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HASHKOFO-----asking questions

You have to understand that, unfortunately, teaching hashkafa in this sense, that is, proofs to the torah and understanding of G-d etc., to frum people was until recently not normative practice, particularly in girl’s schools.

It was thought to be important to Baalei Teshuva becoming frum, but not for FFB's. This was a terrible error - and it was NOT made by the great Tzadikim, but by the hamon am - the masses - themselves.

Rabbi Avigdor Miller ZTL was the first person to spread such teachings among frum people, and his books had an awesome impact on both the non-religious, and the very religious alike. Rav Avrohom Chaim Levine, Rosh Yeshiva of Telz in Chicago, said at an Agudah convention that he came from a royally rabbinic family, had the best Torah education, but yet the books of Rav Miller ZTL influenced him so much when he was younger.

Now listen: I once asked Rav Miller ZTL why he doesn’t put out any books in Hebrew. His answer was, because he "doesn’t want the letzonei hador to get a hold of them and mock them."

In other words, the Hebrew-speaking American crowd, namely, the Yeshiva-BY crowd, would not accept it. This was a terrible, terrible, error on their part.

At Rav Miller's levaya, the Novominsker Rebbe was one of the speakers. He knew Rav Miller because he (the Novominsker) was a student in Chaim Berlin when Rav Miller was Mashgiach there. At the levaya he said "who would have known that Rabbi Miller's books would be so popular, spread so far and wide..."

The Novominsker Rebbe meant it only as a praise for Rabbi Miller, but it is also an indictment of the hamon am - the public - in those days, because - Hello! - The value of such teachings even to the biggest Bnei Torah, should be obvious.

Yet to many it wasn’t. It was (a) considered "below" the needs of Bnei Torah to deal with "proofs" to the Torah and things like that - only non-religious people "needed it", and (b) there was some kind of paranoia which, try as I might, I still cant make sense of, that by teaching people answers to questions about Yidishkeit, somehow they will have within them questions awakened that they never would have previously thought of, and, even though the answers are there in front of them, they will get messed up because of the questions.

This is sad. I have been accosted by several people (all women mechanchos) claiming that this website is bad for people, and in fact we should not teach people this material about Judaism because of the looming spiritual dangers of educating and strengthening Emunah.

I was speaking in Jerusalem once, and said that we have to teach our children about Hashem, the torah, the basic hashkofos that we are discussing here.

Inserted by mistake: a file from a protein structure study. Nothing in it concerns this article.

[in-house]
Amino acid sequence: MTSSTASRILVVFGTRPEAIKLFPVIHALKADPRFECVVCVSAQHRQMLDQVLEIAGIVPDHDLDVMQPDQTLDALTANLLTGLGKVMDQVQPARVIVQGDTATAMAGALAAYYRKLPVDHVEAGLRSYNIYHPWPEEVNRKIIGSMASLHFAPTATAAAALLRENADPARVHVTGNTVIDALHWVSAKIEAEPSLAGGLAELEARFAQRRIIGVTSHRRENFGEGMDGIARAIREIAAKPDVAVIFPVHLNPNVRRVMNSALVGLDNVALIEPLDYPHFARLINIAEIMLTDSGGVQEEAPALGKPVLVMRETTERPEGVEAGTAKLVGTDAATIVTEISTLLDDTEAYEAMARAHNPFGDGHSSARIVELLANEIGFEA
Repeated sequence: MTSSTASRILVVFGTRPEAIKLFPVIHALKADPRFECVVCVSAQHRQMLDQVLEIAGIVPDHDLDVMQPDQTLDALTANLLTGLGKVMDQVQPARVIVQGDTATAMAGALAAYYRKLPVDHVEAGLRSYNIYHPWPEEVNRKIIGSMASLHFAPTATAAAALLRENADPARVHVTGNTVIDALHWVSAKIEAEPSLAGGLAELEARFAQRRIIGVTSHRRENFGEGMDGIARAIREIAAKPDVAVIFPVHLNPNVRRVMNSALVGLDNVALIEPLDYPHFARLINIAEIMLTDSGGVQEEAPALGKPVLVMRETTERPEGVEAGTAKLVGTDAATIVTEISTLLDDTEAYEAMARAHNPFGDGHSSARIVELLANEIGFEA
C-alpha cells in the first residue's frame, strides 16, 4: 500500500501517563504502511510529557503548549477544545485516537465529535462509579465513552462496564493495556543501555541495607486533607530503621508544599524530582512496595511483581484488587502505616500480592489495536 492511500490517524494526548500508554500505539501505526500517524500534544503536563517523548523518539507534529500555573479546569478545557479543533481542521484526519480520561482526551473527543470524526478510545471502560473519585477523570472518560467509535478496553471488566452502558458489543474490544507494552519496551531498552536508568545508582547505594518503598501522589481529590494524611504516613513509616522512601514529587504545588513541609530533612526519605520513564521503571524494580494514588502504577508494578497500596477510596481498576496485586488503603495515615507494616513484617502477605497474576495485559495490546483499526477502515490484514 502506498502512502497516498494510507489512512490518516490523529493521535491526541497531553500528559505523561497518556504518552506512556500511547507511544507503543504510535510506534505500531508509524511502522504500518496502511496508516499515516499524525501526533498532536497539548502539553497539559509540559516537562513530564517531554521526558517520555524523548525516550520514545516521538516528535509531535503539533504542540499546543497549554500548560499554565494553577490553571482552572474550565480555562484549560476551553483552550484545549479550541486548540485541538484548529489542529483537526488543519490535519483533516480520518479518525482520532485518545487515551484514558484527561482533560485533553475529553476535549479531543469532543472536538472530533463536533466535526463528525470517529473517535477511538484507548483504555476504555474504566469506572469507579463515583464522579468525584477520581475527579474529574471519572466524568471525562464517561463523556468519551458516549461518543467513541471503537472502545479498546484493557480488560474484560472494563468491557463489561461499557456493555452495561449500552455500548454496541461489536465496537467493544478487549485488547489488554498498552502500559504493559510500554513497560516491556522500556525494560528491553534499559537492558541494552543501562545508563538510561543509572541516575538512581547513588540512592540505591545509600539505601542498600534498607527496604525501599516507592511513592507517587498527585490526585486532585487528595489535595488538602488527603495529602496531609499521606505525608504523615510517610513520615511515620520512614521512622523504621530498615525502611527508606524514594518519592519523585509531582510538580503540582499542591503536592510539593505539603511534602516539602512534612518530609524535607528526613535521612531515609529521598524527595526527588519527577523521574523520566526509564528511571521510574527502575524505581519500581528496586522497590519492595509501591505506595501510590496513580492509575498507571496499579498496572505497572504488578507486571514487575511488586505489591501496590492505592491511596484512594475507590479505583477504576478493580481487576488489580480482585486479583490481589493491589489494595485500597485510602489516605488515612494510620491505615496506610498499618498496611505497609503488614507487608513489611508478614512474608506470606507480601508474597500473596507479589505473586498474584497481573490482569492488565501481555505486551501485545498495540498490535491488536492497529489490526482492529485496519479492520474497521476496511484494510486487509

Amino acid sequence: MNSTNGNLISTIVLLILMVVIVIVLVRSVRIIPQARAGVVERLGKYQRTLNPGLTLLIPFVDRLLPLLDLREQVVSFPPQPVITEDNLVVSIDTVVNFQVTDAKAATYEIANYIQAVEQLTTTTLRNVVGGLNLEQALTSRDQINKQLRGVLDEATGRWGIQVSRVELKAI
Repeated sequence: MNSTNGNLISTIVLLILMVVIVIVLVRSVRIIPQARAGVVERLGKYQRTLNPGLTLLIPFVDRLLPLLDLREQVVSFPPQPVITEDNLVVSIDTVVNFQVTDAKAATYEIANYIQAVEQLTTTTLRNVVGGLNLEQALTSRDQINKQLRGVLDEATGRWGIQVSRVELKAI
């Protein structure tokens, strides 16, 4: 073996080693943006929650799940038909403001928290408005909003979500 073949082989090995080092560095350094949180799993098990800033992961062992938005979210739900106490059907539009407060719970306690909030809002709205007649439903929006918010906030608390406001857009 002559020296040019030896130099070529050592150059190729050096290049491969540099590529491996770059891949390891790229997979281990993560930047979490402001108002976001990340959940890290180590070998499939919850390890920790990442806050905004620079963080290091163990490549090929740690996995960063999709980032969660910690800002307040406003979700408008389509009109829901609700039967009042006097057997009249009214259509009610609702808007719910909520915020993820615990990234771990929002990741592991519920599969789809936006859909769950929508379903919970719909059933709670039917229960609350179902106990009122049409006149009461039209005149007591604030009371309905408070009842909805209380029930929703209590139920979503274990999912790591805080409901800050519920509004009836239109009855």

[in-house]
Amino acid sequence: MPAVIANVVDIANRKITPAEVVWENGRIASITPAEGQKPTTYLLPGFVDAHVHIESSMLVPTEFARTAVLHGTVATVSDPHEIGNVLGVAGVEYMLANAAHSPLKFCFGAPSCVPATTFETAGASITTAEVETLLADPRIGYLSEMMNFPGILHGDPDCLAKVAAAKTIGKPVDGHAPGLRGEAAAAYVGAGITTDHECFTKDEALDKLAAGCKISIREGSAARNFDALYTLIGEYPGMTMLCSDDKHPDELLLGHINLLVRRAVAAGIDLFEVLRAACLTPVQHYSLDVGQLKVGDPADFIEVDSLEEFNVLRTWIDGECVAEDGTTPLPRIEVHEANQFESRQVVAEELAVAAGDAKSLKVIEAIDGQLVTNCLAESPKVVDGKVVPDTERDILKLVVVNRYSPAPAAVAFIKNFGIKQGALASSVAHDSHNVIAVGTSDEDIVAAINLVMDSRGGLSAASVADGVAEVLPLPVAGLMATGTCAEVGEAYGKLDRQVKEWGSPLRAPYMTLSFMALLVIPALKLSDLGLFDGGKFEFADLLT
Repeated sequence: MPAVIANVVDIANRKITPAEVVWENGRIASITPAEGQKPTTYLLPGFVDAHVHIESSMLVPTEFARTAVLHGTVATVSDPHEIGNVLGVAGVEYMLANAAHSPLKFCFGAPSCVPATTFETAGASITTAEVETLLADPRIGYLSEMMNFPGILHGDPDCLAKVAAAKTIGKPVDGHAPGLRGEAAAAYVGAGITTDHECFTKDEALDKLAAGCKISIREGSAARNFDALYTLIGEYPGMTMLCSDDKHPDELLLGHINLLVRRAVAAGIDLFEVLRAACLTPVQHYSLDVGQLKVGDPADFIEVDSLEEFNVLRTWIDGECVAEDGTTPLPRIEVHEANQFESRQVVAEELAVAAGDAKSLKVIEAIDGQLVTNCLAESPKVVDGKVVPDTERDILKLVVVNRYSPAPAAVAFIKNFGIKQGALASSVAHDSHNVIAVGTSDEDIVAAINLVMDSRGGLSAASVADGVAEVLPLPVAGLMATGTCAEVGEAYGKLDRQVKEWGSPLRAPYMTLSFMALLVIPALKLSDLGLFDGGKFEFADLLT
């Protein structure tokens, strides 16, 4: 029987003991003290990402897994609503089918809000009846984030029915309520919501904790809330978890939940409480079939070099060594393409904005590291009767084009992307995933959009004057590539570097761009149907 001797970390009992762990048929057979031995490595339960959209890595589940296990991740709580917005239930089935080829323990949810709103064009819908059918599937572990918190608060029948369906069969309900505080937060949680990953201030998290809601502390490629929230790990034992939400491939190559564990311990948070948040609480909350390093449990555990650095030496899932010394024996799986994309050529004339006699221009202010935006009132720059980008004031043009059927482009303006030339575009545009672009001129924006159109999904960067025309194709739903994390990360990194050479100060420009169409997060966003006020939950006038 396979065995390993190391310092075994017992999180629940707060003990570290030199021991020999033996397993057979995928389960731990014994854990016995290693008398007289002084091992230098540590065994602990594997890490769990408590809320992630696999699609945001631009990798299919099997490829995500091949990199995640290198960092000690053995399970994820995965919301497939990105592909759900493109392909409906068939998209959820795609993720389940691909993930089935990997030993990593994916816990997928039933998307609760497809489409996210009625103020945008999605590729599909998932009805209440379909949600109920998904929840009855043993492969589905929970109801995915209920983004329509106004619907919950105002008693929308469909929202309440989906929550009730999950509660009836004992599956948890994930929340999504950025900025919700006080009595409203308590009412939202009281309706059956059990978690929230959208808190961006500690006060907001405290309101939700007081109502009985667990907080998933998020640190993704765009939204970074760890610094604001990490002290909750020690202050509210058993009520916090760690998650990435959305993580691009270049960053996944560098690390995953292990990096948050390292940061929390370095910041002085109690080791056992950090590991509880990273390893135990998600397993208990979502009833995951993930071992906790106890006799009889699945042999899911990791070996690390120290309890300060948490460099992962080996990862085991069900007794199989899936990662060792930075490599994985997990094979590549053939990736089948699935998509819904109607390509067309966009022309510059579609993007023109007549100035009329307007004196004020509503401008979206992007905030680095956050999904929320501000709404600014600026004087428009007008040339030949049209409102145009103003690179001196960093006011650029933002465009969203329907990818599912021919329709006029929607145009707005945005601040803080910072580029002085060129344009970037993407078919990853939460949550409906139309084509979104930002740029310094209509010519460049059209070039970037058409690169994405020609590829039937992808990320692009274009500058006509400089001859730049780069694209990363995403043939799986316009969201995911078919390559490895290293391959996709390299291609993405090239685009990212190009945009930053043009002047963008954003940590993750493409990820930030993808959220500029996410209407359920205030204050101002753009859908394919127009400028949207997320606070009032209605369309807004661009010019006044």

After the speech, a menaheles in some school came over to me and said, in a very cynical tone of voice, "Reb Yisroel Salanter said that if you learn Chumash and Rashi it makes you more frum, are you saying that doesn’t apply nowadays?"

In other words, their curriculum of Chumash and Rashi - sefer Vayikra to be specific, where they learn about being makrev korbonos - is sufficient to address the hashkafic issues in question.

I answered her. "What Rav Yisroel Salanter meant was that by learning Hilchos Esrog before Pesach, you will keep Pesach better. But can you compare someone who prepares for Pesach by learning Hilchos Esrog to someone who prepares for Pesach by learning Hilchos Pesach?"

There are issues that anybody with the intelligence of a child can think of. Were not talking about major philosophical dilemmas - and there is TORAH out there that addresses them. If you’re in business you need to learn Choshen Mishpat, even though Chumash and Rashi makes you more religious; if you’re getting married you learn Even Haezer, even though CHumash/Rashi makes you a better husband.

And when you are in the field - as we all are - of Emunah, then you learn about emunah!

I wonder if this person would, instead of Kallah classes, teach soon-to-be brides chumash and rashi and then say that according to rav yisroel salanter you don’t need more!

The Roshei Yeshiva back Rabbi Mechanic's project - Rav Matisyahu Solomon was the first to write him a haskama. Many others followed. Rabbi Levine - the one I mentioned above - writes that he himself sat in one of Rabbi Mechanic’s sessions and it was marvelous, and he highly recommends it.

If Roshei Yeshiva recommend it - and I know of not a single Torah authority that disagrees - and if such Torahs are good enough to make a lasting impact on a future Rosh Yeshiva, then it is certainly good enough for BY girls.

In any case, you should please please educate yourself if you can’t get it from others. You know what I’m going to recommend - Rejoice O Youth, Sing You Righteous, Awake My Glory.

That’s the beginning.

Sadly, even today, there are precious little sources of this material. The fact that schools all over America need a Rabbi Mechanic, or the fact that thousands of teenagers every single day need to go to Frumteens for their daily does of Chizuk and Emunah, is sad. But at least we have what we have.

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